By grouping the 40 populations into five larger European regions — east, north, west, the Iberian and Italian peninsulas, and Turkey and Cyprus — Ralph and Coop examined broader sharing of IBD blocks. The average number of shared blocks, they noted, decayed exponentially with distance.
Pairs of Eastern Europeans exhibited rather high levels of IBD sharing, similar to levels seen in much smaller populations. This, the researchers said, indicated that Eastern Europeans have a bit of their ancestry drawn from a small population that expanded over a large geographic area — and it also is consistent with the migration period that occurred between the fourth century and the ninth century, during which the Huns moved into Eastern Europe, Germanic groups extended into the western Roman Empire, and Slavic populations expanded.
By looking at the distribution of IBD blocks, the researchers calculated — assuming a mean human generation time of 30 years — when pairs of individuals last had a genetic common ancestor. While only members of the same population likely shared genetic common ancestors within the past 500 years — with some exceptions for neighboring countries like the UK and Ireland — between 500 years and 1,500 years ago, people generally shared tens to hundreds of genetic common ancestors. Stretching further back into history, pairs of European individuals likely shared hundreds of common ancestors, and perhaps more.
"The overall picture is that everybody is related, and we are looking at only subtle differences between regions," Coop said.
There were, the researchers noted, some differences, particularly on the Italian peninsula and the Iberian peninsula.
People from the Italian peninsula shared little recent common genetic ancestry with people from other areas — and what shared ancestry there was dated back past 2,500 years ago — except for nearby Balkan populations. They, the researchers found, shared a small but number of common ancestors within the last 1,500 years or so. Additionally, populations within Italy shared few genetic common ancestors with each other.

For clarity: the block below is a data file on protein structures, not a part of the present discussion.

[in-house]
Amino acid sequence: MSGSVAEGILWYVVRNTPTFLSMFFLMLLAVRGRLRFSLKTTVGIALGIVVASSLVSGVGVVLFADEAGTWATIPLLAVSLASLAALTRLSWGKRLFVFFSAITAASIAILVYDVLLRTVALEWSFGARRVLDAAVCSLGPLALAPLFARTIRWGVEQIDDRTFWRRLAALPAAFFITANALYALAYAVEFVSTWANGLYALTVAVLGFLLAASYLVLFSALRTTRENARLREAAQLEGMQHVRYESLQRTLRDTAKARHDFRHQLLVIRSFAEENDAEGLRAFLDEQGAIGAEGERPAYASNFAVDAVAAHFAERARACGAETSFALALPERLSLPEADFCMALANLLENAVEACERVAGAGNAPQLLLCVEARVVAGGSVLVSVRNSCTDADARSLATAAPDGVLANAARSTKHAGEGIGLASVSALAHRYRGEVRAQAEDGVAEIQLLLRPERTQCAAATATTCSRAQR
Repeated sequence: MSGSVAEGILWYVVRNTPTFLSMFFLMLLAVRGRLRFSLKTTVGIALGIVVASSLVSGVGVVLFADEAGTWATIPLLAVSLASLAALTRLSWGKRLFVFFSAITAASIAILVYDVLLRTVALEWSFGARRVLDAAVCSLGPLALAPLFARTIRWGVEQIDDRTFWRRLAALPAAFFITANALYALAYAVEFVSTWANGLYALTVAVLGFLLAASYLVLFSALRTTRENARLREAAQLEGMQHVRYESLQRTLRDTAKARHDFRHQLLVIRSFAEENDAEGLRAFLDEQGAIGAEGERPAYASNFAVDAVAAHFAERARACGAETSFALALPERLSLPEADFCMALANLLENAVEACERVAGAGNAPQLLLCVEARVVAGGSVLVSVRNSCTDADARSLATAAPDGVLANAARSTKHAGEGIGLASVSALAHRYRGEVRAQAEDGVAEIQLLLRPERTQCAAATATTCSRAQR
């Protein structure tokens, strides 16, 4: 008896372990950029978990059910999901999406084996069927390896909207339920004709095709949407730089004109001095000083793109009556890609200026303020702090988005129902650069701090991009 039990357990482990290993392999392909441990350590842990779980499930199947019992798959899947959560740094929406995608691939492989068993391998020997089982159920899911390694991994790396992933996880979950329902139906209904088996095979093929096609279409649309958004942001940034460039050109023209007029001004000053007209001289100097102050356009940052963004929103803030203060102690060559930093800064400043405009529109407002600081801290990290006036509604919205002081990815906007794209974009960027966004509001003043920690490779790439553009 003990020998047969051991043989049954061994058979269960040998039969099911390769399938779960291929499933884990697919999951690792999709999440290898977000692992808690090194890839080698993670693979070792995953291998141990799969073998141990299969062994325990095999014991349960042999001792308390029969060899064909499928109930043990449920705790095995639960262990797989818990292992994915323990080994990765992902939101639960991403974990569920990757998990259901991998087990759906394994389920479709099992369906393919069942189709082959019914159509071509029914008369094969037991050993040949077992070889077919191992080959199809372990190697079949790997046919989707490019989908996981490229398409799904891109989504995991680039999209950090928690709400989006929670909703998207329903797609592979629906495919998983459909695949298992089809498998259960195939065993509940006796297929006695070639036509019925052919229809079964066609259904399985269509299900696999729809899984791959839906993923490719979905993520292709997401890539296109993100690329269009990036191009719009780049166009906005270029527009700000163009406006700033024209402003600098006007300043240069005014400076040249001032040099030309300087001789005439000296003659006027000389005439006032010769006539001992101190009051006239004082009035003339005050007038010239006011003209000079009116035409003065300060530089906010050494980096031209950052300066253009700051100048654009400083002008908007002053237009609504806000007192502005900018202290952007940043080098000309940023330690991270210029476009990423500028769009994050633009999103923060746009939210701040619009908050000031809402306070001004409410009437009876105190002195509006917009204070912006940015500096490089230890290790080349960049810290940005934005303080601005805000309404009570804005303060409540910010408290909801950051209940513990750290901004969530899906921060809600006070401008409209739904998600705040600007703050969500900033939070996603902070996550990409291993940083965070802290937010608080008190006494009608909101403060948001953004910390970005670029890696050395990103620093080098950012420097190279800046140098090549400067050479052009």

"This suggests significant old substructure and large population sizes within Italy, strong enough that different groups within Italy share as little recent common ancestry as other, distinct modern-day countries, substructure that was not homogenized during the migration period," the researchers wrote.
Similarly, populations in Spain and Portugal had low numbers of recent, common ancestors with other European groups, but they have higher levels of IBD block sharing within their population than the Italians. This suggested to the researchers that the lower level of shared ancestry on the Iberian peninsula is due to geographic isolation.
Meanwhile, the highest rates of IDB within a population was found in people who spoke Albanian, sharing about 90 ancestors in the last 500 years and about 600 ancestors between 500 years and 1,500 years ago. Ancestors of modern-day Albanian speakers, Ralph and Coop wrote, likely drew from a small, cohesive population.
Overall, the researchers noted that Europeans appear to be closely genealogically related in a short time span. This finding, they added, "lends substantial support to models predicting close and ubiquitous common ancestry of all modern humans."